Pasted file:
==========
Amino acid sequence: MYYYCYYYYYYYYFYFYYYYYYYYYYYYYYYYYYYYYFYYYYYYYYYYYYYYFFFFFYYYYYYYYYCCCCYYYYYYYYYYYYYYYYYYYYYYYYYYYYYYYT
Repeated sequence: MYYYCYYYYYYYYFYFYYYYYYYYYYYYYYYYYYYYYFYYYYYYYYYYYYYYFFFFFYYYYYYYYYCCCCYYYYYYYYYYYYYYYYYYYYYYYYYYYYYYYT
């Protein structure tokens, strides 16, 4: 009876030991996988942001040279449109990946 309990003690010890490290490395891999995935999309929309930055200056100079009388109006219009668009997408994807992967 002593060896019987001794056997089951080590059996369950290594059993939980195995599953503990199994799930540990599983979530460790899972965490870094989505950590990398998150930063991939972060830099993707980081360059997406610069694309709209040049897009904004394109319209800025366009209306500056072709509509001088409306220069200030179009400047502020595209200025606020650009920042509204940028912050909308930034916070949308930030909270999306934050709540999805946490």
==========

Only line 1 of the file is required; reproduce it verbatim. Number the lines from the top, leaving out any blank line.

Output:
Amino acid sequence: MYYYCYYYYYYYYFYFYYYYYYYYYYYYYYYYYYYYYFYYYYYYYYYYYYYYFFFFFYYYYYYYYYCCCCYYYYYYYYYYYYYYYYYYYYYYYYYYYYYYYT